I face the same predicament with dotclear2. I am willing to assist but I need to be trained. Is there a way by which the most senior people in supporting YNH could train people like me so that I could in turn assist others, and do what cannot be done due to lack of hands ?

I have no idea about the numbers involved ? Is the YNH community a matter of tens, hundreds or thousands or miilions (I guess not) people ?

I have time. I have some knowledge. I can spend time and money to travel. I am ready to invest my resources in order to assist. But I need training.

Could the community think of a way to do this ?

WBR,

Q

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For dotclear2, it seems that a bot can do the upgrade by itself, but the last upgrade failed so it may need someone to look into it : Upgrade to version 2.27.3 by github-actions[bot] · Pull Request #68 · YunoHost-Apps/dotclear2_ynh · GitHub

For many applications, the upgrade process is the same : a link to the new version (have a look in this example), then a bot will test it (install it, install an old version and upgrade it, remove it, many things…) and then a human can approve the pull request.

And of course, you can upgrade an app on your server with the pull request you just did, so other people will not act as a test subject :wink:

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Not trying to be provocative but I think we are doing pretty good compared to how many contributors there is.

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And to also complement eric : it’s a bit weird that everybody in system administration seems perfectly normal to literally “reinvent the wheel”. In programming, anybody re-coding what’s already done in 10 library will be thought of as a madman, yet in the self-hosting community, it seems perfectly sensible for everybody to re-setup pretty much the same stack, all with the same pitfalls, until ultimately people will get “tired of maintaining their stuff” and give up. At the same time, people will argue that it is “cool to learn” and “better to know how your stack works”. Sure, re-implementing an HTML parser by hand is cool, and the lesson learned is usually “that stuff is way more complex than it sounds and I should definitely use as many libraries as I can in my life rather than wasting my time solving what’s already solved by other people”.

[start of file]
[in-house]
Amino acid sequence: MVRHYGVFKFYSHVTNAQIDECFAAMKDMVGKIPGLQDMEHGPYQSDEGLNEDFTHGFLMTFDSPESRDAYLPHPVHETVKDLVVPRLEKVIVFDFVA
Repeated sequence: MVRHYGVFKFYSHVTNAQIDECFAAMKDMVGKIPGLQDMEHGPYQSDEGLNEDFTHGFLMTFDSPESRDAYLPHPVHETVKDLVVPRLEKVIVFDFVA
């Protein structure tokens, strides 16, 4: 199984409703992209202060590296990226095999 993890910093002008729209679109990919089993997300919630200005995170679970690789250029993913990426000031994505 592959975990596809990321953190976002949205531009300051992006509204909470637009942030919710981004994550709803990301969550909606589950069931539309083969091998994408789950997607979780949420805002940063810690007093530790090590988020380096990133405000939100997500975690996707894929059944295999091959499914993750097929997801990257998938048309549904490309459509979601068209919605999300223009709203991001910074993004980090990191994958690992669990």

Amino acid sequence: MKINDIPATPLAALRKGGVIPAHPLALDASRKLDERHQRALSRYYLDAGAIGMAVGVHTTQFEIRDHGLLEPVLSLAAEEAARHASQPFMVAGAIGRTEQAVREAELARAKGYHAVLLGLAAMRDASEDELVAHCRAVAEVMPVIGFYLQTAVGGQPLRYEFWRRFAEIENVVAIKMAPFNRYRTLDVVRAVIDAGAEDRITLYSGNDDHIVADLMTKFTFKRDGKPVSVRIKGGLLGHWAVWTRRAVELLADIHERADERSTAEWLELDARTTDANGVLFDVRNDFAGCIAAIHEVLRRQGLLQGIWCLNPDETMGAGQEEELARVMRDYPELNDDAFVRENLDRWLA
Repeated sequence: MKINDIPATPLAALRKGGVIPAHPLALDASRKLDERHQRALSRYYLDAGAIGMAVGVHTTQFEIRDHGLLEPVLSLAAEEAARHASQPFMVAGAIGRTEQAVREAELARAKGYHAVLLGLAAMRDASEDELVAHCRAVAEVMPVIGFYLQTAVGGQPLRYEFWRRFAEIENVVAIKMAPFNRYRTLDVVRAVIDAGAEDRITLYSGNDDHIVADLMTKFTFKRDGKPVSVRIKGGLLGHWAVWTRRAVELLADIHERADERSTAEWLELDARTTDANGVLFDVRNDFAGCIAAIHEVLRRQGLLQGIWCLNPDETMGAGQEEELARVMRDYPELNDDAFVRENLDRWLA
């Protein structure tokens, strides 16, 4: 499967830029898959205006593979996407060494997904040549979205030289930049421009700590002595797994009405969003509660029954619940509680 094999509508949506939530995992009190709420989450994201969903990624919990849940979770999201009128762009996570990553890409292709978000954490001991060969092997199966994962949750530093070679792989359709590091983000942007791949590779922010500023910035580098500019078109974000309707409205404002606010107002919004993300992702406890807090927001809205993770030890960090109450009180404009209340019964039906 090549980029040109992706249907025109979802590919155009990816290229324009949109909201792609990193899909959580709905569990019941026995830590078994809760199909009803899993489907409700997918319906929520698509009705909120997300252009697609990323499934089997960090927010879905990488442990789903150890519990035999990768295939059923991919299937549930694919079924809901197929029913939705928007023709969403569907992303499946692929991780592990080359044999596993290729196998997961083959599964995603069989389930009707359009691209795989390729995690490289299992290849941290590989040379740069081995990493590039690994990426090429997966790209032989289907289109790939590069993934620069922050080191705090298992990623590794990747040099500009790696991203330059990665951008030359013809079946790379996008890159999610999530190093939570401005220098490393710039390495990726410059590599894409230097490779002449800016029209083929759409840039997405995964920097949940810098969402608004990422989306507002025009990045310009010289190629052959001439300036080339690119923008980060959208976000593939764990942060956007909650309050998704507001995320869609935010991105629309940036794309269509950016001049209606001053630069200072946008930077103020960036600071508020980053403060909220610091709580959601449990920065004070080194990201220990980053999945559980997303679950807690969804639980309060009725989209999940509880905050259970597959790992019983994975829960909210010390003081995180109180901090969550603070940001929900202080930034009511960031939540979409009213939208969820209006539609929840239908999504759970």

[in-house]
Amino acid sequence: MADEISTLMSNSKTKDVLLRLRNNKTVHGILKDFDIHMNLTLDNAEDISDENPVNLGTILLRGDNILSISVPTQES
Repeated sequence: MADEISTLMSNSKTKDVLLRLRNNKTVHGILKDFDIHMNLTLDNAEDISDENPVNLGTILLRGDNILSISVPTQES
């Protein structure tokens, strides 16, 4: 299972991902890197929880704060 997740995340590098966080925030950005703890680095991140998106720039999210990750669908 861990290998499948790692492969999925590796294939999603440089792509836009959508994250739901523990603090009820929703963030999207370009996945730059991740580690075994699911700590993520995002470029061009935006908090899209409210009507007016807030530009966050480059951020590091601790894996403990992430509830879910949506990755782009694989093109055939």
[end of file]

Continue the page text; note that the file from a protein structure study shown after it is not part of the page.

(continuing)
Yet sure enough, people think they can just easily set up their own server by just spinning a few docker, without realizing that the full life of a server is also : certificates, backups, fail2ban/security, upgrades, front-end server / reverse proxy, dns configuration, monitoring/diagnosis, and a shitload of time debugging countless boring micro-issues …

In the end, if every person implementing their own self-hosting stack in their own corner contributed 2% of their time to any sort of “common” self-hosting stack that anybody can easily setup and maintain, we would live in self-hosting utopia since quite a while. Instead, quite a lot of people are like “I tried X and Y and Z but none are perfect so watch me spend 3 weeks setting up everything by hand myself and giving up 8 months later” ¯\_(ツ)_/¯